Morag Goodwin, Professor of Global Law and Development at Tilburg Law School: I see three trends in legal education that we are going to need to (also should want to) grapple with in the coming decade. The first is the need to de-colonise the curriculum. Legal education cannot ignore the developments elsewhere in the academy and there are some trailblazers that we can learn from e.g. Birmingham in their Global Legal Studies programme or Oslo and their decision to mainstream gender issues throughout all courses. The second is the growing role of technology in legal practice and the need for students to understand how algorithms function and how data markets are created and exploited. A lot of legal practice in the coming decades will be about data. The third trend is one that will affect higher education more broadly and which it will be difficult to insulate legal education from; that is, the trend towards micro-badging skills and knowledge across a range of institutions, leading to a self-created bachelor programme.


Message from Jan Versteeg, Ambassador of the Kingdom of the Netherlands in Spain, and member of the jury, to the winning team: 

“Originally a business school, IE has evolved into an impressive university that honours its lemma ‘Unus Mundus Mentes Diversae’ (One World, Diverse Minds). Its long established law department was prompted to organize this competition by the challenges that are posed by the unprecedented speed of disruptive technologies and the requirement to protect citizens and uphold the rule of law. Which ambassador could say no to an invitation to contribute to that event as a jury member.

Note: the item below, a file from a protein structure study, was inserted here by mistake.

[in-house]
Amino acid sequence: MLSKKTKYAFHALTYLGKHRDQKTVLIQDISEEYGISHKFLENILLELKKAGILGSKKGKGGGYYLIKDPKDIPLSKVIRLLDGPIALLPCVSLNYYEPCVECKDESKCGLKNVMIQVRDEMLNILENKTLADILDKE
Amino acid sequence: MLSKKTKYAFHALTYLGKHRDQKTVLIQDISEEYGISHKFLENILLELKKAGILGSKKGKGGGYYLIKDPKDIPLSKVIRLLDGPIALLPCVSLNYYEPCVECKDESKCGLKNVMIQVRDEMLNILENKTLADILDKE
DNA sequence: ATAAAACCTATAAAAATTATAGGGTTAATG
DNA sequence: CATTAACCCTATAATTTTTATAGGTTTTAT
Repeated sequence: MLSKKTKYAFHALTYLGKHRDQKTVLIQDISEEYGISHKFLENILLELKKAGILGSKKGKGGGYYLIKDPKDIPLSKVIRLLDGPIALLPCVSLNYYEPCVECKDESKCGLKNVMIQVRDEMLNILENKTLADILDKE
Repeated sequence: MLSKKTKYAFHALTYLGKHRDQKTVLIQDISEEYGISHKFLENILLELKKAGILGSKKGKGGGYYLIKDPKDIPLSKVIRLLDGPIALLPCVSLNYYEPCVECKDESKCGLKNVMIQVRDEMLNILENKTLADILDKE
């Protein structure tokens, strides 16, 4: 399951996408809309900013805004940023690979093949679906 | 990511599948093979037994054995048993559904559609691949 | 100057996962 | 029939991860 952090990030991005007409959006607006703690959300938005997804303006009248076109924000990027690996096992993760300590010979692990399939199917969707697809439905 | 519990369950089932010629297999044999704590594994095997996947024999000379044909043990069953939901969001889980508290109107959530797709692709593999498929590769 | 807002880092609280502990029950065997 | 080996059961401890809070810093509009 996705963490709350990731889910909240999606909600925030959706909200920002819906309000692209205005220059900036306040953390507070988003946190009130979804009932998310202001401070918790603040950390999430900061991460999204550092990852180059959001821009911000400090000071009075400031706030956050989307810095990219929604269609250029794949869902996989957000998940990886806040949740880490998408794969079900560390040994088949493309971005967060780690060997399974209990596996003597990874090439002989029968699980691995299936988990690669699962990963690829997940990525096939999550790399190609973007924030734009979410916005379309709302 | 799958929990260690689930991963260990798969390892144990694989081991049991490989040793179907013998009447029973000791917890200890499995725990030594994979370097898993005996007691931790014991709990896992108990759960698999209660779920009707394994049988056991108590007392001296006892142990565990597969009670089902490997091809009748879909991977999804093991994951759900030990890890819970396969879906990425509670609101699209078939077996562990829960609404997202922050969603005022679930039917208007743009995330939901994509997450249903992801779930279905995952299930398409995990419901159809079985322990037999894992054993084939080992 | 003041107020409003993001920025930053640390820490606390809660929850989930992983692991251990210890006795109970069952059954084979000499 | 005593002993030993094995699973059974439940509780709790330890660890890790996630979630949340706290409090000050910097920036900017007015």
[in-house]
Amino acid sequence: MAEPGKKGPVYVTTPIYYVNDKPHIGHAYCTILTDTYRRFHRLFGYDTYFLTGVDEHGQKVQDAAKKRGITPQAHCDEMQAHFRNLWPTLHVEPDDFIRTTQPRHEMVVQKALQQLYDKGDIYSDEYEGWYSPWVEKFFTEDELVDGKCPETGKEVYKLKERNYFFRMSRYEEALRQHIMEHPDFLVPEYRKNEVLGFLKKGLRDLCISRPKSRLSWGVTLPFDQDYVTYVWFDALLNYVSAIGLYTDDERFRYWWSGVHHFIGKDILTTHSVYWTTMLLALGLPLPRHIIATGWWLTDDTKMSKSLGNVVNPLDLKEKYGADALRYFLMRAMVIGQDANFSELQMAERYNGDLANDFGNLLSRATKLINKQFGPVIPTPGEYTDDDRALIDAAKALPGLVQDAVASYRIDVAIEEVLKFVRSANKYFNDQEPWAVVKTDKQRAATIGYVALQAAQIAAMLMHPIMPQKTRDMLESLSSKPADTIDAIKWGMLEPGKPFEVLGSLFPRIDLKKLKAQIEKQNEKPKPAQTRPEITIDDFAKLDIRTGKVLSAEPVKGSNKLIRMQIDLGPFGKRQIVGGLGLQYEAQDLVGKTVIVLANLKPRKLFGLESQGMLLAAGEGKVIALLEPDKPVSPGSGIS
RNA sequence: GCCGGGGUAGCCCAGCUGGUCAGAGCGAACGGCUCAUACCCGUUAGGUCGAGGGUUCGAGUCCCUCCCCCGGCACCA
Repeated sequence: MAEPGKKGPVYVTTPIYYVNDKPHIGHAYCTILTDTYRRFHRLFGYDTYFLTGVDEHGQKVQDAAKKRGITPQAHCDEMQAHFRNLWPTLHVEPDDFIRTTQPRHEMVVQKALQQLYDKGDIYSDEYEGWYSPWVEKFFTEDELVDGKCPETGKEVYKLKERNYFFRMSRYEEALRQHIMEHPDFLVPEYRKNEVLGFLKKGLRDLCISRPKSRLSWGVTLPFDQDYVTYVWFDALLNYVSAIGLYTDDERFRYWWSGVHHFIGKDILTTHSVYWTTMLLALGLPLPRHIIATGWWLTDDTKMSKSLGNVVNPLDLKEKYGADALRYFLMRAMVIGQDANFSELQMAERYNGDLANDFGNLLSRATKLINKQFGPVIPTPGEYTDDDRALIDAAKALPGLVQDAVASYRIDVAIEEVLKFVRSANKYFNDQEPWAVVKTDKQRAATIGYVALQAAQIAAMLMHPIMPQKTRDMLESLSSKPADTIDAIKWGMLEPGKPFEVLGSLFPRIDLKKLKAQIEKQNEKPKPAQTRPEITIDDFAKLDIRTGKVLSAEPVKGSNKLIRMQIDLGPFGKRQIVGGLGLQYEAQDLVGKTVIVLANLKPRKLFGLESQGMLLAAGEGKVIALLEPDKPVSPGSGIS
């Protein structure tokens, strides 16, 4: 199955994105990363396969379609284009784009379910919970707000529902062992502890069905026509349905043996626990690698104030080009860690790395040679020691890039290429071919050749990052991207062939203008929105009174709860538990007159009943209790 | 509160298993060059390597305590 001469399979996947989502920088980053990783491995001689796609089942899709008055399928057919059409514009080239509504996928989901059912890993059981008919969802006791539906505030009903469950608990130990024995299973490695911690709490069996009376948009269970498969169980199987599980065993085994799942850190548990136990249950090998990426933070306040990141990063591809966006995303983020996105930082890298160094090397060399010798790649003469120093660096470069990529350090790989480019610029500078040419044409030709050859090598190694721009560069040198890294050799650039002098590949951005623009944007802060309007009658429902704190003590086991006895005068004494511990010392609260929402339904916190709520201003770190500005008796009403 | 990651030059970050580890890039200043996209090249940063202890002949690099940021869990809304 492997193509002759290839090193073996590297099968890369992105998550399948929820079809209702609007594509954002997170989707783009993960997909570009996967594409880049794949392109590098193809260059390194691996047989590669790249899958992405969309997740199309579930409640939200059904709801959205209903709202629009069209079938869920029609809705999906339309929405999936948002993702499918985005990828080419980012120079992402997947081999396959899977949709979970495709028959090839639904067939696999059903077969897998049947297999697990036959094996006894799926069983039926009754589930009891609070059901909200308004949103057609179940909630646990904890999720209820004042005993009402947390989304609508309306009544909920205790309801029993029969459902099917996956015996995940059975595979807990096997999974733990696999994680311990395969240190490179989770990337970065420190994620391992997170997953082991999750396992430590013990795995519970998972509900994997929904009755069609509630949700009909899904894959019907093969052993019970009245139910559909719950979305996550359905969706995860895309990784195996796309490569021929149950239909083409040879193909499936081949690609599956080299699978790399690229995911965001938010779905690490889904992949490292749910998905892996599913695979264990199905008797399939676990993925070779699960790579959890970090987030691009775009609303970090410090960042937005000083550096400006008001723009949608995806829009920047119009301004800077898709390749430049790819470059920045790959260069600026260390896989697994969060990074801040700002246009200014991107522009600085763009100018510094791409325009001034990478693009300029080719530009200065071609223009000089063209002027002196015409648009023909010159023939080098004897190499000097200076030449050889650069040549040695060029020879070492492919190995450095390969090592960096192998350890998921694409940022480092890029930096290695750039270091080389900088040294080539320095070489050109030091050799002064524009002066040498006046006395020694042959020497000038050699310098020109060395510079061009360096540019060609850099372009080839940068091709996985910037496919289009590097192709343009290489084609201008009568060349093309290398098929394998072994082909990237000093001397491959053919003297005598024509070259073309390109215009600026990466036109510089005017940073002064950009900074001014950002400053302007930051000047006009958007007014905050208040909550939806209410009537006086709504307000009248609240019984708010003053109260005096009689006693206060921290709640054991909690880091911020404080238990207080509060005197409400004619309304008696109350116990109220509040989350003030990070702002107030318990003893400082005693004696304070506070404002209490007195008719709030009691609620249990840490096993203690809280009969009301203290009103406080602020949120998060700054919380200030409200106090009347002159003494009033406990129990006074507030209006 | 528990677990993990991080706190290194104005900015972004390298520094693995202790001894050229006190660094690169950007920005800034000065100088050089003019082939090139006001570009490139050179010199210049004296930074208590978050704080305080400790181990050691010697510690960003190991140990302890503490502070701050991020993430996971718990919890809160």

The pitching event on April 10th was the culmination of a long period of thorough preparations by the teams of these six top law schools. The written proposals for changes to constitutional and electoral law in fictitious country Lalaland, with special attention for electronic and expat voting, had already been graded by a jury of legal experts. I understand that Bocconi and FGV Dieito did particularly well, but the runners up followed on their heels. The oral presentations were judged by embassy representatives from the countries of the participating universities, and by experts on law and technologies.

Despite the stiff competition, the Tilburg team was unanimously chosen as the overall number 1. Being born at 200 m. from the Tilburg University campus, I felt obliged to keep a low profile during the performance discussion of this particular team. But Hanna, Nicolas, Rueben and Lucy were so well prepared and presented their case in such a convincing way that my vote was absolutely unnecessary to make them the winners. They convinced the jury with a thorough knowledge of the legal aspects and excellent presentation skills. Personally, I was impressed by the way in which they put the ‘Why?’ question at the centre of their reasoning. A warm congratulation to the team, their coaches and the academic staff that gave them the necessary preparation.

Check out the Award Ceremony here